Chelsea's potential redevelopment of Stamford Bridge could move a sizeable step closer on Wednesday as the planning application for a 60,000-seater stadium is presented to Hammersmith and Fulham Council.
The Premier League leaders have decided developing their current home, rather than relocating elsewhere, is their preferred option as they look to provide a stadium with a capacity more akin to other top-flight clubs.
The planning and development control committee of Hammersmith and Fulham Council have a meeting scheduled for 7pm on Wednesday, although the council has already recommended the application be approved.
The proximity of underground and overground railway lines are one of the biggest challenges for such a huge project in an area of west London which offers little wiggle room.
Chelsea owner Roman Abramovich would fund the project, which has an estimated cost of £500million.
That figure could rise if the club remain at Stamford Bridge while the work takes place, although it would mean Antonio Conte's men would not need to find a temporary home for around three seasons.
Twickenham has been mooted as a contender for a part-time base for the 2012 Champions League winners, although Wembley could also be a candidate.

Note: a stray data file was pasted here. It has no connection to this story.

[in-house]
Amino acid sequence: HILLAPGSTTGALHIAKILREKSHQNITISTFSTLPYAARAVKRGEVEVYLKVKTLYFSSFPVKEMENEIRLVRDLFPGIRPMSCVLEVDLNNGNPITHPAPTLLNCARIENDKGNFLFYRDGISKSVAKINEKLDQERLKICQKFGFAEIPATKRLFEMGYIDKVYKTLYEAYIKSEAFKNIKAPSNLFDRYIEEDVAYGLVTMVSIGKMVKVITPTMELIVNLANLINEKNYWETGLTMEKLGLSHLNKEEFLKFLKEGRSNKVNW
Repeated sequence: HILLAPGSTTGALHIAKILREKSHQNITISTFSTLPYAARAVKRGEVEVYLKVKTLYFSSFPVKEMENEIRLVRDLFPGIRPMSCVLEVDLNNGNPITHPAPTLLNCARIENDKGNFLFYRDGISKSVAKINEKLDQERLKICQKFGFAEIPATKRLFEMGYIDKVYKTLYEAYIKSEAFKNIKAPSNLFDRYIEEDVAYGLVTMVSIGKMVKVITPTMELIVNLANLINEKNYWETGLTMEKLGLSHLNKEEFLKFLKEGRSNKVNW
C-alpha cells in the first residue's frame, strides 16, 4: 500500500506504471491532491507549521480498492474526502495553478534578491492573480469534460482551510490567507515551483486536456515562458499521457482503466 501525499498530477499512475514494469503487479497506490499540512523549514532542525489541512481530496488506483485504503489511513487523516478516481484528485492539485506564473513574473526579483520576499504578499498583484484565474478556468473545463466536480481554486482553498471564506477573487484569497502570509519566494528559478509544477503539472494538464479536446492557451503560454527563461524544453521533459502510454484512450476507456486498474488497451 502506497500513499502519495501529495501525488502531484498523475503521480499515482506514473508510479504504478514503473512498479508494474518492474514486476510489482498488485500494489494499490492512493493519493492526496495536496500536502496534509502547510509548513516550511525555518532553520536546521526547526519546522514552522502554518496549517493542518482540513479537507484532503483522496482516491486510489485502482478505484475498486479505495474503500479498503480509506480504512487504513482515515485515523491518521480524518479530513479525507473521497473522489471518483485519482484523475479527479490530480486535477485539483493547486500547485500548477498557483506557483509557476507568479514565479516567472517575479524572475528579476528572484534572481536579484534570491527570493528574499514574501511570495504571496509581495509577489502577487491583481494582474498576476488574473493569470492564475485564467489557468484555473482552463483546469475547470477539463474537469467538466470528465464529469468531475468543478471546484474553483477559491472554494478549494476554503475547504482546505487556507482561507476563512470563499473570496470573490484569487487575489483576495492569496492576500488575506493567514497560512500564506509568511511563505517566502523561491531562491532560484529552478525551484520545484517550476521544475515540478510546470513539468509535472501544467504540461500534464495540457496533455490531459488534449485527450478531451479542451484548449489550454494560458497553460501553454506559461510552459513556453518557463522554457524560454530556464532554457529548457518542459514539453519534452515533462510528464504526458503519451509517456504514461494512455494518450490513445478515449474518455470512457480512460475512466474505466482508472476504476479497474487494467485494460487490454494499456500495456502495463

That would again muddy the waters as rivals Tottenham will occupy the national stadium for at least the 2017-18 season as work finishes on their own new stadium in north London.
Stamford Bridge's capacity is 41,663, making it the seventh biggest in the Premier League.
It falls well short of Manchester United's 76,000-seater Old Trafford, while Arsenal, Manchester City, West Ham, Sunderland and Liverpool boast bigger grounds.
Chelsea had previously looked at sites including Battersea Power Station for a new ground, but concluded their ideal arena could be created at their present location.
The Blues believe the history of Stamford Bridge is with the site, rather than the stadium itself.
The build would be complex and involve excavation, with the plan to lower the arena into the ground to achieve the capacity on a 12-acre site.